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This blog was originally posted under: The IM Blog
When I, from time to time, mention Cray in conversation with other analysts or users, the usual question I get is “oh, are they still in business”? Well, yes. And growing rapidly. In 2011 company revenues were $236m, official guidelines (they are publicly listed) is that they will turnover $715m this year. That’s some serious growth so the answer is: “yes, they are very much in business”.
My main interest with respect to Cray is in its Urika-GD and Urika-XA products, where GD stands for graph database (the previous YarcData product) and XA stands for extreme analytics, which is a Hadoop appliance. I have written about both of these previously. But of course Cray is best known for high performance computing.
Recently, Cray opened a new EMEA headquarters in Bristol and I attended the opening ceremony. Many of the high and mighty from Bristol and the South West were there as well as users (in particular the Met Office) and one government minister (Ed Vaisey). One of the reasons for locating in Bristol was Cray’s acquisition, a couple of years ago, of the intellectual property and many of the staff of Gnodal, a Bristol based company researching high performance interconnects.
Anyway, that’s all well and good but most interesting was Cray’s assertion that it sees a coming convergence between high performance computing and big data. If this is true then Cray will be very well placed and we can expect continued stellar growth rates. So, is it true?
The short answer is that it does seem likely. It’s not so much big data per se but the Internet of Things driving what perhaps would be better termed huge data. And if you have huge amounts of data that you need to analyse, data in anything approaching a reasonable timeframe, then you are going to need lots of computing power. So, the assertion is probably true.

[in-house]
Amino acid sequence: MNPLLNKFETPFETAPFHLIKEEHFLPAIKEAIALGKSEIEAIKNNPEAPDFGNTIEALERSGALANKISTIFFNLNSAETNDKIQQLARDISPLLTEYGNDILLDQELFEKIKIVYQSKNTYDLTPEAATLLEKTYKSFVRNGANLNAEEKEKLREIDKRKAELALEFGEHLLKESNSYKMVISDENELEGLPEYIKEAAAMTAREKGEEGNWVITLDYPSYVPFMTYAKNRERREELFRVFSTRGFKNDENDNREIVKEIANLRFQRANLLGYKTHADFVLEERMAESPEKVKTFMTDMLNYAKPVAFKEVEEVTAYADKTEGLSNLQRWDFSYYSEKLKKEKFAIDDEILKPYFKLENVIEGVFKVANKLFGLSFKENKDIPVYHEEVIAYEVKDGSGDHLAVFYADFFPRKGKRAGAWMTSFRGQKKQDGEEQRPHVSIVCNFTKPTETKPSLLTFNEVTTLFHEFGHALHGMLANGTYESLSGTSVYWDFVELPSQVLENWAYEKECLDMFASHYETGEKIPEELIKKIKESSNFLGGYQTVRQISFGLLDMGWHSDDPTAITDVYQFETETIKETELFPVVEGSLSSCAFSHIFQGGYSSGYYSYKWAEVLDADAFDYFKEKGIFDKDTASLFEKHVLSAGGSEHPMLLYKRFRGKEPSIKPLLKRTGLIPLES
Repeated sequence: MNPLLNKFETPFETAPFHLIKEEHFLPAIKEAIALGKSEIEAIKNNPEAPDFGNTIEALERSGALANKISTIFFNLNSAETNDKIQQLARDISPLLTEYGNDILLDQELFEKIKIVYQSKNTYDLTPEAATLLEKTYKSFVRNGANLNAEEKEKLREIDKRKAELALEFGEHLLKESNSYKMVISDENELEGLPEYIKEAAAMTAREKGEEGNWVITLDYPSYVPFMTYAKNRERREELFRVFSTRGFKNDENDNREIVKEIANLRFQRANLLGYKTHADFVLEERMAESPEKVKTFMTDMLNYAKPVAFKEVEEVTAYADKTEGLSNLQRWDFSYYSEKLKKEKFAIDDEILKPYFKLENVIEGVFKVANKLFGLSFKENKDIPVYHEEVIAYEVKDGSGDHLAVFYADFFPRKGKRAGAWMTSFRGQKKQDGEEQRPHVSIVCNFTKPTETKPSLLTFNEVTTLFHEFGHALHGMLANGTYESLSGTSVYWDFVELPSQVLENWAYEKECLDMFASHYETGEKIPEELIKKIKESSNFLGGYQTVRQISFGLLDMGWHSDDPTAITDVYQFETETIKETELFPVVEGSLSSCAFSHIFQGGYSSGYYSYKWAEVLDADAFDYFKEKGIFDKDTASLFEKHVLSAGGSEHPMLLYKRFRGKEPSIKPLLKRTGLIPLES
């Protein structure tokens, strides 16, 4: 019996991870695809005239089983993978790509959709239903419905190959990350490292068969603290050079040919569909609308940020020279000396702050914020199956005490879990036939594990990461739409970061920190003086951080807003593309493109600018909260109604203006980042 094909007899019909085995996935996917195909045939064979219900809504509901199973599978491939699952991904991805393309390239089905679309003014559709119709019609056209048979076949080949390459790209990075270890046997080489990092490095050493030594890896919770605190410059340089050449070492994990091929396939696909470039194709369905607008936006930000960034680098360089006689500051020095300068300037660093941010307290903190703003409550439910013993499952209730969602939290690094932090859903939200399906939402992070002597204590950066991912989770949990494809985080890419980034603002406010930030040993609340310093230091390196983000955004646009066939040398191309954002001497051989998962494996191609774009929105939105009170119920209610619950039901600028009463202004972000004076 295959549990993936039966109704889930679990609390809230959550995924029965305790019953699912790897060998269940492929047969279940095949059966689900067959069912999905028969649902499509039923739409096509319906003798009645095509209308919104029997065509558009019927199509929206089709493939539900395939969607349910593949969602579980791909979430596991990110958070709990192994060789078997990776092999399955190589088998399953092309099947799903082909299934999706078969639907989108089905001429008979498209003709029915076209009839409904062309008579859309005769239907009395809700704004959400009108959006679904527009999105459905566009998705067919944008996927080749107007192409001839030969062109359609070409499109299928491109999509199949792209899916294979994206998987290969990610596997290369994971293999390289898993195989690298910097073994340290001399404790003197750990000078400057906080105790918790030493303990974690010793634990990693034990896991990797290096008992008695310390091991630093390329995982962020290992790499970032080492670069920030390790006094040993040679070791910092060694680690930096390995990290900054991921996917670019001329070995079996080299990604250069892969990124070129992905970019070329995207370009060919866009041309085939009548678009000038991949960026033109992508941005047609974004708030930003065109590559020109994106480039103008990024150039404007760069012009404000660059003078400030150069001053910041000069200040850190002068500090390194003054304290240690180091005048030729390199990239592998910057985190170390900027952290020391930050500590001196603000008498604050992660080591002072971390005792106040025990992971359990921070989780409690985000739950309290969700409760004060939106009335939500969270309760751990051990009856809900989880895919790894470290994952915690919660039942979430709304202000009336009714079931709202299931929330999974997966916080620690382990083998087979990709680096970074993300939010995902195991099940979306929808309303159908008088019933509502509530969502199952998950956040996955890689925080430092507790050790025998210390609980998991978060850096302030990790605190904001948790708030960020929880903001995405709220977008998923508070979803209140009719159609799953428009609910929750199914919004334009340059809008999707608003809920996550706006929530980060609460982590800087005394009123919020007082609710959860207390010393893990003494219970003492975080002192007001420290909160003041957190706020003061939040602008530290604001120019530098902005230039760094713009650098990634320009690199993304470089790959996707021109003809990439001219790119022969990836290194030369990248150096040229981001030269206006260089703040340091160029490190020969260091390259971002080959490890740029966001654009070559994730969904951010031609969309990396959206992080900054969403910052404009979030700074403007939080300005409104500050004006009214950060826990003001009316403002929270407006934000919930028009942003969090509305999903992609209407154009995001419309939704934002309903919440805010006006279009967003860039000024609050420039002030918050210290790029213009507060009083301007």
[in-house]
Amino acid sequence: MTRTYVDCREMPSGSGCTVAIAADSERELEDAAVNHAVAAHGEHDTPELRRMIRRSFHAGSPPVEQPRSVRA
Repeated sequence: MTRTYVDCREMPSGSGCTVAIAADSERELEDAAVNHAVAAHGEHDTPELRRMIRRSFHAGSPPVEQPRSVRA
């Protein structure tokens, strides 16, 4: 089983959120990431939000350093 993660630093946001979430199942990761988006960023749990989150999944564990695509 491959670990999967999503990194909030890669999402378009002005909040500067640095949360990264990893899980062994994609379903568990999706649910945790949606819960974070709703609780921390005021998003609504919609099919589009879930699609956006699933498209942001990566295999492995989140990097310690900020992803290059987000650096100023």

The key question is whether Cray can bring its expertise to bear in the general enterprise market. It is fine being a leading provider of the very largest supercomputers but most organisations, even with huge data, aren’t going to require the sort of power that the Met Office, for example, does. Cray does seem to appreciate this, at least in theory, and it has organised its sales and marketing efforts by industry vertical. Nevertheless there is a difference between the sale of tin (even if it is commodity-based tin: Intel, Nvidia, Linux and so forth) and solution sales, which is the category that the Urika products fall into. As it happens there are some applications within the high performance category – for example, seismic processing in the energy sector – but graph databases and Hadoop don’t quite fit the same model, so Cray needs to be careful about how it organises and trains its salesforce – when you are selling a database (graph or Hadoop) users may care about performance but they don’t care about high performance computing per se – it’s a different conversation.
In summary, I think the company has some real opportunities and some of its future plans (which I can’t divulge) will increase its presence in the market even further. But if Cray is right about the convergence of high performance computing and big data then it may have to rethink “The Supercomputer Company” tagline – because it will become ubiquitous – just as the market as a whole should drop “big data” as being completely meaningless.